British Muslims are at risk of being radicalised because of the strong language used about countering Islamist terrorism, the authors of a landmark report on religion in the UK have claimed.
Retired senior judge Baroness Butler-Sloss said the way the Government and the media portrayed the issue could leave some feeling "that they are not part of British society”, the Press Association reported.
At the report's launch she said: "There's a real danger with the rhetoric that it is turning certain groups, particularly the Muslims, into feeling 'other', feeling that they are not trusted, feeling that they are not part of British society.
"That's very sad for the vast majority of very decent Muslims who live in this country. They should feel that they belong, not that they don't belong. But it also has real danger of radicalisation."
Lady Butler-Sloss criticised the debate surrounding counter-terrorism legislation, saying: "In framing counter-terrorism legislation, the Government should seek to promote, not limit, freedom of enquiry, speech and expression, and should engage with a wide range of affected groups, including those with which it disagrees, and also with academic research.
"It should lead public opinion by challenging negative stereotyping and by speaking out in support of groups that may otherwise feel vulnerable and excluded.
The report also said that there was a shortcoming in “religious and belief literacy” among many of those working in the media, with a particular weight on the reporting of Islam.
According to the Guardian, it said: “Even if allowances are made for the pressures on journalists and for the difficulty of reporting on a far from straightforward topic, and even if it is recognised that much reporting is balanced and accurate, there is widespread public dissatisfaction with how the media handle religion and belief matters.”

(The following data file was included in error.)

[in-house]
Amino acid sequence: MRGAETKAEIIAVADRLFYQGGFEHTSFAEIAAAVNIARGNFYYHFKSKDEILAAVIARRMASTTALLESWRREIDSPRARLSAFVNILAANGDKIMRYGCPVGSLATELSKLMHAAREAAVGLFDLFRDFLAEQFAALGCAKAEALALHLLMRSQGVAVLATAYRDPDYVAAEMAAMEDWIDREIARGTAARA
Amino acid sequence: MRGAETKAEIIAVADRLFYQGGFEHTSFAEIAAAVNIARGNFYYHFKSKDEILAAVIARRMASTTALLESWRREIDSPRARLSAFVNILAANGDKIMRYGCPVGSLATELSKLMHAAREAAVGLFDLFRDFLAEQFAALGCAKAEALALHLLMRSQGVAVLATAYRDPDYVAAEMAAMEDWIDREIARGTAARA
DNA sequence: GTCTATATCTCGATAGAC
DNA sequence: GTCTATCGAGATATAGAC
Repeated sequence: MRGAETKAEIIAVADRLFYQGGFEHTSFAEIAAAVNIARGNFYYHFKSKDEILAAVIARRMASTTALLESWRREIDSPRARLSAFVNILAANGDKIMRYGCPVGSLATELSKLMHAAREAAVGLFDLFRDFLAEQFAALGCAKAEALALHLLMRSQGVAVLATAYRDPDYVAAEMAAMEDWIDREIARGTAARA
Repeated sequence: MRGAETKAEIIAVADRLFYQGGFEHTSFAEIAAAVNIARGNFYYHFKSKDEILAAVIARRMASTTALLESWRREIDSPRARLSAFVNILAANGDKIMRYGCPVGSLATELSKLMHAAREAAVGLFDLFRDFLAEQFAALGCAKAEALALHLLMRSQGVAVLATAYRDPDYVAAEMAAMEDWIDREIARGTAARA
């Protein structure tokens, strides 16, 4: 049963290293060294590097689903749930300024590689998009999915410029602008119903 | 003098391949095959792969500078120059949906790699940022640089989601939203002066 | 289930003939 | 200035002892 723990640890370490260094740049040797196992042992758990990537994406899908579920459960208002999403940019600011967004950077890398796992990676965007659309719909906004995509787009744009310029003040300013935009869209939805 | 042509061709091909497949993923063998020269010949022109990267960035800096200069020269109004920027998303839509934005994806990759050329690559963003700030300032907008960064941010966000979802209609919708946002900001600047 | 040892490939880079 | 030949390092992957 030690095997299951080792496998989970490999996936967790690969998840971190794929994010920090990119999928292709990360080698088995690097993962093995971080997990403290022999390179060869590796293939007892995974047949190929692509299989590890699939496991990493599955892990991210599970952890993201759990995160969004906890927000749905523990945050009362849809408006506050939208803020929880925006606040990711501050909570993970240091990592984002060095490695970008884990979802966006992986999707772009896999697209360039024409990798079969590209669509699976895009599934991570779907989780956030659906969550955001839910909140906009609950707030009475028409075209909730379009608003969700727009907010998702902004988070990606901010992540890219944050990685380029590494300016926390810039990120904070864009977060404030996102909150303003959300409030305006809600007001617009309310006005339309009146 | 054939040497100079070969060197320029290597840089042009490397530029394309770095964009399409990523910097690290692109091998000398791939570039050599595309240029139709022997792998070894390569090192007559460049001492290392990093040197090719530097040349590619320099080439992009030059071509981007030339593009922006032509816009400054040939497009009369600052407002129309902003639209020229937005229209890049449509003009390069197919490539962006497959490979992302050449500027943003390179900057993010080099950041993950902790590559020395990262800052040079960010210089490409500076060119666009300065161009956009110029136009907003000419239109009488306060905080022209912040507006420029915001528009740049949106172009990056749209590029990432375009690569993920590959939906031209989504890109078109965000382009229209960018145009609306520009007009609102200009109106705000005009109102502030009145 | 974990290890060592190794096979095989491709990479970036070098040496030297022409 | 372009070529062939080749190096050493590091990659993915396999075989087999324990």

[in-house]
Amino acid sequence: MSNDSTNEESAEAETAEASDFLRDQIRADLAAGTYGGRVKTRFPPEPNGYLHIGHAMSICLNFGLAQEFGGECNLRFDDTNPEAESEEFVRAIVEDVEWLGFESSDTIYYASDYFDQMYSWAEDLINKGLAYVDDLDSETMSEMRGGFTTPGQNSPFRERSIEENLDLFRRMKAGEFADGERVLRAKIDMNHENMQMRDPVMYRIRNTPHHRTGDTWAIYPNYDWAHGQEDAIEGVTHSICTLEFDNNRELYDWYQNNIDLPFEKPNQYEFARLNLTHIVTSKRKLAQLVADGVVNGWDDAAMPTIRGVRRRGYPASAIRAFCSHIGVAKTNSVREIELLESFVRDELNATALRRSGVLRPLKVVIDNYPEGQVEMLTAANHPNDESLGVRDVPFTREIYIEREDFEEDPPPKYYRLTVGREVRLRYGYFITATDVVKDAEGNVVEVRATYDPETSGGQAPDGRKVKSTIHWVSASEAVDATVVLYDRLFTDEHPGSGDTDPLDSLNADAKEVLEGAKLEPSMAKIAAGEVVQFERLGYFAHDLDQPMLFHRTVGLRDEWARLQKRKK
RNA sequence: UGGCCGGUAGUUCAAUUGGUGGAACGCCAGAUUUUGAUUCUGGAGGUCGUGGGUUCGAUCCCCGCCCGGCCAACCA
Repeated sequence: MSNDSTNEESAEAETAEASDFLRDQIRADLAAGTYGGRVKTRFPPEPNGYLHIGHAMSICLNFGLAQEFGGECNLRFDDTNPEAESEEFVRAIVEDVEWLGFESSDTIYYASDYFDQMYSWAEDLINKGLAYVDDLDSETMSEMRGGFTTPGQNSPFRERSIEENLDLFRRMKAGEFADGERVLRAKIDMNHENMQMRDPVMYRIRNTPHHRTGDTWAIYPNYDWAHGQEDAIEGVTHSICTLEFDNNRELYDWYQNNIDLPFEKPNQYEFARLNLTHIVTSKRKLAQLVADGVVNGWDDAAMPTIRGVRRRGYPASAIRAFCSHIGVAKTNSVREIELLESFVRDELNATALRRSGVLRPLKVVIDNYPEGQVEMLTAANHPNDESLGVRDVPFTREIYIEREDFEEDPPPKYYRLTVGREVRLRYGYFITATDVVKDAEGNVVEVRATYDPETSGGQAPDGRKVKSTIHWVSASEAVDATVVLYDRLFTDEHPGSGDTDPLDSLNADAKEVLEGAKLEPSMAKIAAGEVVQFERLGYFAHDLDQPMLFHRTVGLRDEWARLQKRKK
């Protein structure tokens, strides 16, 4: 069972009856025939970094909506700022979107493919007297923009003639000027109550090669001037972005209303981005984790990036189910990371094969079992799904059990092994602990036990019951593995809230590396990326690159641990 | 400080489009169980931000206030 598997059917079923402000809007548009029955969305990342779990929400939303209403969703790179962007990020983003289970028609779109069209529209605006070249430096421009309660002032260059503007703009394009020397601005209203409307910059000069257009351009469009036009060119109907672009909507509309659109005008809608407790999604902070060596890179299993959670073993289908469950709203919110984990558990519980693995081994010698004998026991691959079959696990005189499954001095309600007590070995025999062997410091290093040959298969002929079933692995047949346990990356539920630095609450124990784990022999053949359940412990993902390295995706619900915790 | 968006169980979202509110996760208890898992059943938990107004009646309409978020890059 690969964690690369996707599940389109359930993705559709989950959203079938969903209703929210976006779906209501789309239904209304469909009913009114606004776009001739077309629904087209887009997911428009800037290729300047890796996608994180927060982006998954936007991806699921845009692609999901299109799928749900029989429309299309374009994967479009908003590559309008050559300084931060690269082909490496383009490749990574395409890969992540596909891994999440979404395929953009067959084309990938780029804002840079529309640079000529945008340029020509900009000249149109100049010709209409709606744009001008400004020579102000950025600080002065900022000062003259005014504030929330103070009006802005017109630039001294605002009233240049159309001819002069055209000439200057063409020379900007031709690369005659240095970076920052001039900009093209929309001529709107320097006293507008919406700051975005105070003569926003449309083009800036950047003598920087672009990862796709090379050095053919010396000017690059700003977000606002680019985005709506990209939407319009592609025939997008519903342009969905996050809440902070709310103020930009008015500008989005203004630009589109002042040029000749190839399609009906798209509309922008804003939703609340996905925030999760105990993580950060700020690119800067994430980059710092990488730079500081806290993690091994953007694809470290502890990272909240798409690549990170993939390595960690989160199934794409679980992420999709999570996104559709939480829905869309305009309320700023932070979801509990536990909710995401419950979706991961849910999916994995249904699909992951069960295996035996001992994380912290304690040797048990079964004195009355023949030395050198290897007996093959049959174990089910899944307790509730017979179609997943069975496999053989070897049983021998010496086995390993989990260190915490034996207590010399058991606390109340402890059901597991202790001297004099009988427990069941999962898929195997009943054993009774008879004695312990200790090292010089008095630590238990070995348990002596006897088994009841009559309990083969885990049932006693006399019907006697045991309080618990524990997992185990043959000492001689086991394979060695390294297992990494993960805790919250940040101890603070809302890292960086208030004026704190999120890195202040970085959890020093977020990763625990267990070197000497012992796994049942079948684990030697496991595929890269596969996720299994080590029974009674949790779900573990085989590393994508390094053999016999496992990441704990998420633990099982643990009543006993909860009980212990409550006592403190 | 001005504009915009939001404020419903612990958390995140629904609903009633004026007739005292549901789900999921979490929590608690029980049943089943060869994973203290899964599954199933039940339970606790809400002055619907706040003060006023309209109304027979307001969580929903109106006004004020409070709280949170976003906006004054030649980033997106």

Misleading representations of Islam in the media were picked up on by a number of those involved with the report.
The text also referenced research with found that references to extreme forms of Islam or Muslims were 21 times more common than to their moderate counterparts.
She said said that it was also debate among normal people, not just the media or the government that added to this.
"It's not only government. I personally think it's not so much government but it's the interpretation of what the government is doing by the media, in particular, but also by people.
"I have a friend in the West Country who has never met a Muslim and she says, 'I hate all Muslims', because she reads about them in the popular press, that Muslims are doing this and that, and she assumes all Muslims are the same."
She said it was "tragic" and added she would take a Muslim friend down to the West Country "to see that my friends are as normal as she is - rather more normal".
The report also made a wide range of recommendations around the role of religion and faith in British life, calling for a more “pluralist character” to be adopted in many areas of public life.
It was suggested that there should be more religious diversity in the House of Lords, as well as bringing in speakers who do not represent a faith viewpoint on the Thought For The Day slot on Radio 4’s Today programme.